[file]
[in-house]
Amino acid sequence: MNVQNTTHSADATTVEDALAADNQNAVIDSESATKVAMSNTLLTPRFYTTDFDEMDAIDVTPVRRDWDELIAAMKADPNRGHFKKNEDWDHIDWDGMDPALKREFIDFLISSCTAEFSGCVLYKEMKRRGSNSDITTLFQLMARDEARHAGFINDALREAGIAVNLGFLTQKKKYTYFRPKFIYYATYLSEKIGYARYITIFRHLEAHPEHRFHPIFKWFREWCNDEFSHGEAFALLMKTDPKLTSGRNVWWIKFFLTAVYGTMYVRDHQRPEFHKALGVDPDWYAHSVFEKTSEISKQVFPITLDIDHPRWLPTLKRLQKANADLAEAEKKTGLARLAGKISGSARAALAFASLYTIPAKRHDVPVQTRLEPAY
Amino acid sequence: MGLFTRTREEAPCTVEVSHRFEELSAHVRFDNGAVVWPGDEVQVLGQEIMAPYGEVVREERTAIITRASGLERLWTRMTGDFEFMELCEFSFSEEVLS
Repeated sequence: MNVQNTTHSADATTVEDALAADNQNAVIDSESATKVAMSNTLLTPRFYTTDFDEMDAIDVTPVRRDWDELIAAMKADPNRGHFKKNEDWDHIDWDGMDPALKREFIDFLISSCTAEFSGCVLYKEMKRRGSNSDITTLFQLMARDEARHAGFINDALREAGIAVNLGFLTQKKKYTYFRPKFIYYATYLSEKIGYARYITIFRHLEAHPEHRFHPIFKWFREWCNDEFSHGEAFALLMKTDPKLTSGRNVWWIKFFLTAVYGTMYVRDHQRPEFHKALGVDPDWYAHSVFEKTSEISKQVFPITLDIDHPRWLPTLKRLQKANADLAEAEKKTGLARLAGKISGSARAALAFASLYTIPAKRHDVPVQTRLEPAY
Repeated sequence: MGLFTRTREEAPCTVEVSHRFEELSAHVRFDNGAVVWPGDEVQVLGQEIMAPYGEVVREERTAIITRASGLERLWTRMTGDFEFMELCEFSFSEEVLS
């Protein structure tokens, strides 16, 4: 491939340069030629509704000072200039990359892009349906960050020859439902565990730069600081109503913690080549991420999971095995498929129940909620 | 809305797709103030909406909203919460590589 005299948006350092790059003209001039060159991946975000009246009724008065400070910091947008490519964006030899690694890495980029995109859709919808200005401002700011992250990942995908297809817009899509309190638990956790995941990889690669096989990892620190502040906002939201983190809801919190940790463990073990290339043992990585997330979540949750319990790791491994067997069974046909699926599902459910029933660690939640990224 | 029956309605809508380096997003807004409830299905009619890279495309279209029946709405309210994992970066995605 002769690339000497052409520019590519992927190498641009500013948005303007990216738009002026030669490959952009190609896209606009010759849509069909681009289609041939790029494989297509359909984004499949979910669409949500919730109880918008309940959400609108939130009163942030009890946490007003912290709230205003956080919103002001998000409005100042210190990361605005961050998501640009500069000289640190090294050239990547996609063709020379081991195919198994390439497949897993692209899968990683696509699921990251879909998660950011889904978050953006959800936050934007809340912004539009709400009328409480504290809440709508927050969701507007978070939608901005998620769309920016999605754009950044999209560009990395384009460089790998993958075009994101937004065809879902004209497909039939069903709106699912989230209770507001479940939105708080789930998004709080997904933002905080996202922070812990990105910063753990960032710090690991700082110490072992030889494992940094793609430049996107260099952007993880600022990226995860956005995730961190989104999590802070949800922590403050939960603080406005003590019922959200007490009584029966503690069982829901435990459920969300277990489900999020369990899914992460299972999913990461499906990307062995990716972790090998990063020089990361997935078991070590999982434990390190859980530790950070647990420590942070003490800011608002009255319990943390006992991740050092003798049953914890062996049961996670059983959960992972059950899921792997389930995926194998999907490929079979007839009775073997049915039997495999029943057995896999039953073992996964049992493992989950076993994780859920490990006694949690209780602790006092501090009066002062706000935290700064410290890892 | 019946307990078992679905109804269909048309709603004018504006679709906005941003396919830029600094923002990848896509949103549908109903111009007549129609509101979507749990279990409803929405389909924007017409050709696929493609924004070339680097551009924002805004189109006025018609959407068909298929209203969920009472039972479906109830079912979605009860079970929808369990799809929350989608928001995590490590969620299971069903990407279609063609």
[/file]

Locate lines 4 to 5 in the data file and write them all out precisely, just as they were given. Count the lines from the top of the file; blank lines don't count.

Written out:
Repeated sequence: MNVQNTTHSADATTVEDALAADNQNAVIDSESATKVAMSNTLLTPRFYTTDFDEMDAIDVTPVRRDWDELIAAMKADPNRGHFKKNEDWDHIDWDGMDPALKREFIDFLISSCTAEFSGCVLYKEMKRRGSNSDITTLFQLMARDEARHAGFINDALREAGIAVNLGFLTQKKKYTYFRPKFIYYATYLSEKIGYARYITIFRHLEAHPEHRFHPIFKWFREWCNDEFSHGEAFALLMKTDPKLTSGRNVWWIKFFLTAVYGTMYVRDHQRPEFHKALGVDPDWYAHSVFEKTSEISKQVFPITLDIDHPRWLPTLKRLQKANADLAEAEKKTGLARLAGKISGSARAALAFASLYTIPAKRHDVPVQTRLEPAY
Repeated sequence: MGLFTRTREEAPCTVEVSHRFEELSAHVRFDNGAVVWPGDEVQVLGQEIMAPYGEVVREERTAIITRASGLERLWTRMTGDFEFMELCEFSFSEEVLS